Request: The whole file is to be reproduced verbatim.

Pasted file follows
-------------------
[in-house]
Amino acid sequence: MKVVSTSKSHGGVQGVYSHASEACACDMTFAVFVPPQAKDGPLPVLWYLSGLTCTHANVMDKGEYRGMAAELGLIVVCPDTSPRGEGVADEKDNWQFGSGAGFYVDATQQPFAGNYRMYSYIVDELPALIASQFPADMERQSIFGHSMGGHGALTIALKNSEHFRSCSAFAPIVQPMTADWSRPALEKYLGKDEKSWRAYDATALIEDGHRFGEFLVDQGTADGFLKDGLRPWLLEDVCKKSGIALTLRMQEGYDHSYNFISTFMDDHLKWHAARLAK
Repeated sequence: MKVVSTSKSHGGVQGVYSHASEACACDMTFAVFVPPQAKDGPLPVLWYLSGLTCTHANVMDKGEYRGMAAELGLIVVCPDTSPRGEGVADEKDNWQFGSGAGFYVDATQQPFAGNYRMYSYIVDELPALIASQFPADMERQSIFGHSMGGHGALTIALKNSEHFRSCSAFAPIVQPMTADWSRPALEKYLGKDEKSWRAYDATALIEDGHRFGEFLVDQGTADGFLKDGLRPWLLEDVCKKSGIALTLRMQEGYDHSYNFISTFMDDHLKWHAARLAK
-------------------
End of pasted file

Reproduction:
[in-house]
Amino acid sequence: MKVVSTSKSHGGVQGVYSHASEACACDMTFAVFVPPQAKDGPLPVLWYLSGLTCTHANVMDKGEYRGMAAELGLIVVCPDTSPRGEGVADEKDNWQFGSGAGFYVDATQQPFAGNYRMYSYIVDELPALIASQFPADMERQSIFGHSMGGHGALTIALKNSEHFRSCSAFAPIVQPMTADWSRPALEKYLGKDEKSWRAYDATALIEDGHRFGEFLVDQGTADGFLKDGLRPWLLEDVCKKSGIALTLRMQEGYDHSYNFISTFMDDHLKWHAARLAK
Repeated sequence: MKVVSTSKSHGGVQGVYSHASEACACDMTFAVFVPPQAKDGPLPVLWYLSGLTCTHANVMDKGEYRGMAAELGLIVVCPDTSPRGEGVADEKDNWQFGSGAGFYVDATQQPFAGNYRMYSYIVDELPALIASQFPADMERQSIFGHSMGGHGALTIALKNSEHFRSCSAFAPIVQPMTADWSRPALEKYLGKDEKSWRAYDATALIEDGHRFGEFLVDQGTADGFLKDGLRPWLLEDVCKKSGIALTLRMQEGYDHSYNFISTFMDDHLKWHAARLAK